We just got a KR Wilson battery/magneto charger. It's 220 AC 60 cycle. I only see two wires, hot and common(?). Back in 1926 was 220 split 110/110 or was it one wire? The illustration(s) in the Oct 1926 Service B. only show 2 wires.
My question is; if it is 220 single wire is there a converter that can be used to take the two 110 wires and convert to single wire? I am thinking that if I just tie the two wires together some smoke might get out somewhere!
I would be very leery of hooking up something that old without having it carefully inspected by someone who has a background in power devices like that. There are many devices that sell on ebay and at swap meets that are not isolated and downright dangerous to use without the addition of an isolation transformer. Often the insulation in a device was never very good to start with and by now is pretty much gone. Be careful and get someone local to help before you attempt to power it up.
Thanks for the heads up. Good ideas, I was thinking along those lines RE having it checked out.
IF you weren't so far away I would just say "bring it over" but Portland is a pretty long hike from St. Charles, IL. You probably have already done this or started but if not, search for all the info you can get on this device like wiring diagram(s) manuals, "how to" postings on forums...start gathering all of that so that when you do find someone that can decipher that stuff you will have what he needs to check it out. The internet is a great source for info on just about anything. Before the internet, researching an old device was a long project and many long distance phone calls but one can find a years worth of research in probably less than 30 minutes now with many old magazines and books totally up on line to be read. Take lots of pictures of it from many angles so that you can send info to those who might help.
I have stated the internet search, so far zilch. I am in early stages here so will use my noodle and imagination to figure different approaches to the matter. I have done the mtfca KR Wilson battery magneto charger, it was just a quick search but will try changing/dropping words etc.
Did you go to the KR Wilson website/forum?
220V is just two wires, but I would certainly add a ground to it! Your house power (normally;talking single phased) comes in on three wires, two 'hots" and a neutral. You get 110vac from one hot and the neutral, you get 220vac from two hots. Most breaker boxes are set up so every other breaker is an alternate hot, so two together is a 220vac circuit. A house clothes dryer, for instance, will have a three or, more commonly, 4 wire plug; two hots, one neutral, and ground is the 4th wire. At the dryer usually the timer, lights etc. are hooked to one hot & the neutral--voila, 110vac for them. The drying coils are connected to two hots, so they have 220vac to provide more heat.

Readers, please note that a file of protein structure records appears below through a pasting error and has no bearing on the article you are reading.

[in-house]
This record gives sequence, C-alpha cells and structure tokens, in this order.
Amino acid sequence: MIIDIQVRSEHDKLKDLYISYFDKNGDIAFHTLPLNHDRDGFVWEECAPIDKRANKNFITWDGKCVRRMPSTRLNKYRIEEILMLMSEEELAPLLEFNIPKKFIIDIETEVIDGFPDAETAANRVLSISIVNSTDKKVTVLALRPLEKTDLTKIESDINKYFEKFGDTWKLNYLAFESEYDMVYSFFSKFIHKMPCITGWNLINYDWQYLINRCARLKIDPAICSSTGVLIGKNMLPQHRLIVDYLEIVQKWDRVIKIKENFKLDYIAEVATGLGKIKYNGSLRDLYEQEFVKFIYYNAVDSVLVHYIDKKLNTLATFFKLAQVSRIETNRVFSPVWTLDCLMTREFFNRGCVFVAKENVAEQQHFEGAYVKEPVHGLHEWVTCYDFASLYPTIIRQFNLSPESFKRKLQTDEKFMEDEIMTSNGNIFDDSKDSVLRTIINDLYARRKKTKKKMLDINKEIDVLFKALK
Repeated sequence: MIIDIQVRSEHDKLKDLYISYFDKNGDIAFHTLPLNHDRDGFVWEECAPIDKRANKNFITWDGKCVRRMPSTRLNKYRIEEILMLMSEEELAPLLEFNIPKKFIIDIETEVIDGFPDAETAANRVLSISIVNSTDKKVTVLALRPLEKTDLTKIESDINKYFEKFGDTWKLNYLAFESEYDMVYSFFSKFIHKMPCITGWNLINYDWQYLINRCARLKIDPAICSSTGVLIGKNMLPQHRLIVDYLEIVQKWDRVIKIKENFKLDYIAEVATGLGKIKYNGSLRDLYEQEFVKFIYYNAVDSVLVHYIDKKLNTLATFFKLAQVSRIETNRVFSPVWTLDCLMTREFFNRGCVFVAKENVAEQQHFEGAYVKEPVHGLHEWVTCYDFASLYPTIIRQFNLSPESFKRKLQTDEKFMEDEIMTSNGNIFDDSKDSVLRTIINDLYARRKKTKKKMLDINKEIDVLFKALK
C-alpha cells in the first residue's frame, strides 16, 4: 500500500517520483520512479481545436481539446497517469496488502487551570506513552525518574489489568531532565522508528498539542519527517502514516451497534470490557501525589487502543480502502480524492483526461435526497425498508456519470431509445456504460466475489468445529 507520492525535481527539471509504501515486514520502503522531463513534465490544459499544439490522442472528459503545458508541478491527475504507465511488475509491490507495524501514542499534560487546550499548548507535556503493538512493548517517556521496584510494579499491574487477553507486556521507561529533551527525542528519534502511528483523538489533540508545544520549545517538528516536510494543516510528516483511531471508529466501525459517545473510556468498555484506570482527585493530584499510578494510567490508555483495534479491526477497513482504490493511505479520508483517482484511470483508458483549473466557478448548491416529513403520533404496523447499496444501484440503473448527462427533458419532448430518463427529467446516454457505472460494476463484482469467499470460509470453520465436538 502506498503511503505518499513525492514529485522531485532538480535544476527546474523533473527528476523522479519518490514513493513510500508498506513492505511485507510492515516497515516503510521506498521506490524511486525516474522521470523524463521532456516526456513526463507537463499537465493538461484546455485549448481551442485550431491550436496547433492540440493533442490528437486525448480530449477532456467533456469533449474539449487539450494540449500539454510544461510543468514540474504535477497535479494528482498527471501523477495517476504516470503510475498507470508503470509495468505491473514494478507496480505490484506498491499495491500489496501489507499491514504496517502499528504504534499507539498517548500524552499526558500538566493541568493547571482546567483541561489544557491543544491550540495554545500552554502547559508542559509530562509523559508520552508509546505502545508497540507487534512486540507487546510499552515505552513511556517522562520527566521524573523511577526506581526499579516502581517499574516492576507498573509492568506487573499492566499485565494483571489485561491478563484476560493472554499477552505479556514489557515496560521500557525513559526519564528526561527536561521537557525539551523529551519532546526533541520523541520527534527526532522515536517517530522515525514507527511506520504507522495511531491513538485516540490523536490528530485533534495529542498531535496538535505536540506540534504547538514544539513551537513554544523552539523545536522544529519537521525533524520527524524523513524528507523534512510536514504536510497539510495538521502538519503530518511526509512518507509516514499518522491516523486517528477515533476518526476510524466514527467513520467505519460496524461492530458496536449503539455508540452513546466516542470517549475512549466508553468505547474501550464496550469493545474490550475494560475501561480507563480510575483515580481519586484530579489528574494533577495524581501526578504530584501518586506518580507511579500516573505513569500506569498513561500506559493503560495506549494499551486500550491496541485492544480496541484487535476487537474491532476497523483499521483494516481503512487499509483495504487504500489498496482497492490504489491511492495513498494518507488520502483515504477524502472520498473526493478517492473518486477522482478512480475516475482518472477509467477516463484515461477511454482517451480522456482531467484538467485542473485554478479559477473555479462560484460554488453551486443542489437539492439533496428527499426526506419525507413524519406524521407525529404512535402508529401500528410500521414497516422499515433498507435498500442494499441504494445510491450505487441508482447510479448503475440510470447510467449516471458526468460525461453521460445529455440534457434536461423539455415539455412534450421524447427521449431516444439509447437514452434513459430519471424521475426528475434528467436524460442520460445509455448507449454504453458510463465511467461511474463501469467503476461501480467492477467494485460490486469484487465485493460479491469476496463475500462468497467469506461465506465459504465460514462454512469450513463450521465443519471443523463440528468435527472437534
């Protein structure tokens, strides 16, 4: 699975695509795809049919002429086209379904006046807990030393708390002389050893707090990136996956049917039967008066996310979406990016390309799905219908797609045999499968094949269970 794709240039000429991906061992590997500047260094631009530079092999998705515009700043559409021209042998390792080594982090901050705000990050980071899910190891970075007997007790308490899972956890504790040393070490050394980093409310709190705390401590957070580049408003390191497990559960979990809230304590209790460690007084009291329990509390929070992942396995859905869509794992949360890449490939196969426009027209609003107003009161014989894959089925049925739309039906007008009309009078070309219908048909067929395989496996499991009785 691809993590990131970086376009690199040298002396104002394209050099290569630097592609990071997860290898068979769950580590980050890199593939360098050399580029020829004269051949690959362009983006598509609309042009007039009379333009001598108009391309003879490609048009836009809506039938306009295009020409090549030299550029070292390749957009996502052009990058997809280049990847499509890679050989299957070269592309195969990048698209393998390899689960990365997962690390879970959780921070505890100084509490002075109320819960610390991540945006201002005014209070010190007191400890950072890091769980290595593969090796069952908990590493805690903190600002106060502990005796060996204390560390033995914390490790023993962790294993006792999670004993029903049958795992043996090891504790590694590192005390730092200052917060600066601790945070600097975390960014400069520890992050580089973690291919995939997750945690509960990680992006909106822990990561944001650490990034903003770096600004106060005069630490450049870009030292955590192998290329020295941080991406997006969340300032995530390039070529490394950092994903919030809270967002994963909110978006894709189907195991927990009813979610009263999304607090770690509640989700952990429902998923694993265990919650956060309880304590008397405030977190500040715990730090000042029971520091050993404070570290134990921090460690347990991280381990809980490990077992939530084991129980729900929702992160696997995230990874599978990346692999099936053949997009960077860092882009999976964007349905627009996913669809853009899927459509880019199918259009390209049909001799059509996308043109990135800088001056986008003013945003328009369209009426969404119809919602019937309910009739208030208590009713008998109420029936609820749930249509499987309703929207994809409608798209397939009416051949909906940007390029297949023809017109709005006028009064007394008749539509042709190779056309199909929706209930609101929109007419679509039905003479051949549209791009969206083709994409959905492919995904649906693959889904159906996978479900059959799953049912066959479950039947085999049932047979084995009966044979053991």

This is a VERY BASIC description, and 110vac can kill you just as easily as 220vac, so be careful!! It's also maybe only true in the USA & Canada; other countries do do other things, for instance the plug voltage in England is 220vac. Now some places may show 115vac & 230vac or 120vac & 240vac; as I understand it, this has to do with how the single phase is taken off the three phase & the transformers used to provide "line power" as opposed to "transmission power" & I may have some terminology wrong--I am just an amateur, but have wired housed and one electrical distribution system--but I avoid 440vac--that's for the pros!!
You could: (if comfortable with electricity)
1. Connect a 220 plug to the KW unit and use either a 220 single phase shop plug for a welder or possible a dryer or air conditioner plug - if 220vac. Remember on some 220 wiring the third prong is a neutral wire - not a ground.
2. Search an electrical supply company (i.e. Digikey) for a step up transformer rated for the amperage of the Charger. Step up from 110vac house hold to 220vac.
3. Ask a friend who has a 220 volt welder to help with the powerplug?
4. Clean it up and just use it for a curio to start a conversation.
IF YOU ARE NOT COMFORTABLE WITH HIGH VOLTAGE ASK A CERTIFIED ELECTRICIAN.
The things I am worried about have nothing to do with how to wire the plug to apply power to anything this old. My concern has to do with the various internal parts of the device itself having possibly deteriorated such that there might be shorts or near shorts internal. Old insulation materials weren't expected to last 90+ years or more. I have personally witnessed someone powering up an old radio by putting a new plug on old wires and plugging it in only to have the power transformer immediately starting to smoke. When I work on something very old I not only check it out with leakage testing devices but also power the thing up slowly with a variac (variable AC power transformer) to be able to see what current the device draws before applying more power which is then applied slowly.